Grace's Guide is the leading source of historical information on industry and manufacturing in Britain. This web publication contains 144,291 pages of information and 230,176 images on early companies, their products and the people who designed and built them.
1760 November 12th. Born at Wrexham the son of John Kenrick (1725-1803) and his wife Mary Quarrell (1718-1801)
1780 Moved to Birmingham. Went into business in the buckle trade with a distant relation who was also a Unitarian.
1787 After acquiring a knowledge of plating, and with financial support from his father, Archibald went into partnership with another buckle maker, Thomas Boulton
1790 December 1st. Married Rebecca Smith (1770-1809)
1791 Archibald set up an iron foundry business in West Bromwich which produced cast ironmongery, beginning with coffee mills, door furniture, cast nails, and mole traps, supplying households and the building trade. The finance came from the dowry he received from his father-in-law, Joseph Smith of Staffordshire.
1791 Leased 4,000 sq. yards at the Spon Lane end of the Birmingham Canal
1794 'The Creditors of John Kenrick, of Dodington, in the Parish of Whitchurch, in the County of Salop, Cheese-Factor, Dealer and Chapman, a Bankrupt, are desired to meet the Assignees of the said Bankrupt's Estate and Effects on the 7th Day of April next, at Eleven o'Clock in the Forenoon; at the White Lion in Whitchurch aforesaid, to consult whether the said Assignees shall or shall not compound Debts due from the Estate of Archibald Kenrick, of Birmingham in the County of Warwick, Iron Founder and Plater, to the Estate of the said John Kenrick; and whether the said Assignees shall or shall not request the joint Creditors of the said John Kenrick and Archibald Kenrick to accept the Completion proposed or which may be proposed, by the Assignees of the said Archibald Kenrick, in Part of the relative debts; and (/) to assent or to dissent from the said Assignees commencing, prosecuting or defending, any Suit or Suits at Law or in Equity concerning the said Bankrupt's Estate and Effects; or to the compounding submitting to Arbitration, or otherwise agreeing, any Matter or Thing relating thereto; and on other special Affairs'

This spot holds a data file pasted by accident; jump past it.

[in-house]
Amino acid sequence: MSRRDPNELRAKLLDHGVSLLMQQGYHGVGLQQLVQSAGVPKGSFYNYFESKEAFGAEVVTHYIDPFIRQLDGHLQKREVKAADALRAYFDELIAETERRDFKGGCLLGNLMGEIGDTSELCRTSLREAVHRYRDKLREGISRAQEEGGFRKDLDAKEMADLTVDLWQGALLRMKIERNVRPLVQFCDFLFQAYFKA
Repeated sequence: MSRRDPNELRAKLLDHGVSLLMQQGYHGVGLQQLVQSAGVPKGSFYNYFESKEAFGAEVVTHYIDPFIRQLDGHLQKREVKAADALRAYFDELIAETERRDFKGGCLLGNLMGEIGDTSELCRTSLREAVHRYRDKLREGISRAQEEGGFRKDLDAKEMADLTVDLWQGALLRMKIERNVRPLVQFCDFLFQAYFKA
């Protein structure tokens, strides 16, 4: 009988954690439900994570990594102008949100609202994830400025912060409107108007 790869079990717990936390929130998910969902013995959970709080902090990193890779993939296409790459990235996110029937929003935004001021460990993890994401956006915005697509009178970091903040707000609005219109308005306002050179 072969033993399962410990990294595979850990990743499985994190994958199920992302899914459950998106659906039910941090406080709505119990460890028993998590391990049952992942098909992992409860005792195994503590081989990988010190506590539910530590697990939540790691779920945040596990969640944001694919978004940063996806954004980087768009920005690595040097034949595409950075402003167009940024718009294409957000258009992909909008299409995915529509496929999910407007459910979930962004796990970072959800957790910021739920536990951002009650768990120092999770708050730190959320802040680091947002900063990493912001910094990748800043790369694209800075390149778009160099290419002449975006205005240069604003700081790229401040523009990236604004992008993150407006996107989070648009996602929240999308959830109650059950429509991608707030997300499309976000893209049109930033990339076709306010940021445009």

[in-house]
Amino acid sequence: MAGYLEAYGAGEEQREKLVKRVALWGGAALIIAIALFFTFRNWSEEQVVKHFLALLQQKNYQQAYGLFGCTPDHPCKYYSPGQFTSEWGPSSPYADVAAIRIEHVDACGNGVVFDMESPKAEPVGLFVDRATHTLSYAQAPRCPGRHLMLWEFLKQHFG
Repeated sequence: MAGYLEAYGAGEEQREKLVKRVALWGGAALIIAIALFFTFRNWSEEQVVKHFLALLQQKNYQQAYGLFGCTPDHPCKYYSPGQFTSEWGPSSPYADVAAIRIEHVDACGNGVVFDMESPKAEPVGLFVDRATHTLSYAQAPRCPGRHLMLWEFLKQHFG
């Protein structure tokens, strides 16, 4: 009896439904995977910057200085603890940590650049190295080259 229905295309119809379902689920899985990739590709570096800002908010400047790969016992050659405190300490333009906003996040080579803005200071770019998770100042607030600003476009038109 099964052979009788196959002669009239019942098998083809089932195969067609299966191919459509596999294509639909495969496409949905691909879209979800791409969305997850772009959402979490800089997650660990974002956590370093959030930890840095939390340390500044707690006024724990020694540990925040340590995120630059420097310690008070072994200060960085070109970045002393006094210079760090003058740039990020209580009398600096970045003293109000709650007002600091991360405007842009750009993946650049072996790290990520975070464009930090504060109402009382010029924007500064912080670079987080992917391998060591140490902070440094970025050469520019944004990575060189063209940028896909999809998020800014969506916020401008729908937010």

1798 Birth of son Archibald Kenrick, Junior
1807 Birth of son Timothy Kenrick
1809 Death of Mrs Kenrick age 88 at West Bromwich, wife of Archibald Kenrick of that place.. Note this may be the right person but the age is wrong.
Kenrick's tinned hollow-ware gained a reputation for being lightweight, attractive, and hygienic cooking utensils, of a quality and at a price to mostly replace "black" hollow-ware and to compete with similar vessels made from copper or brass.
1812 he married his second wife, Mary Eddowes (1763–1854). There were four sons and three daughters from his two marriages.
c.1815 The number of workers employed could be counted in tens
1817 Partnership dissolved. '...the Copartnership heretofore carried on by us, the undersigned, as Timber-Merchants at Birmingham, in the County of Warwick, in the name of the Birmingham Timber Company, was dissolved by mutual consent...Archibald Kenrick' and more than fifty others.
1822 Partnership change. '...the Partnership or joint trade subsisting and carried on by and between William Fawcett, Benjamin Whitehouse, James Hunt, Henry Hunt, Archibald Kenrick, and Joseph Priestley, of the Verteg-Hill Iron-Works, in the County of Monmouth, Iron-Masters, Coal-Masters, and Iron-Manufacturers, under the firm of Fawcett, Whitehouse, Hunt, and Co. was and stands dissolved on and from the 3d day of February last, so far as respects the said Benjamin Whitehouse....'
1827 "NOTICE is hereby given, that the Partnership heretofore subsisting between the undersigned, Archibald Kenrick, the elder, Samuel Kenrick, and Archibald Kenrick the younger, as Ironfounders, carrying on business at West Bromwich, in the County of Stafford, was dissolved on the 29th day of September 1827. — Dated the 23d day of July 1832"
1835 By the time of Archibald's death, the number of employees was several hundred.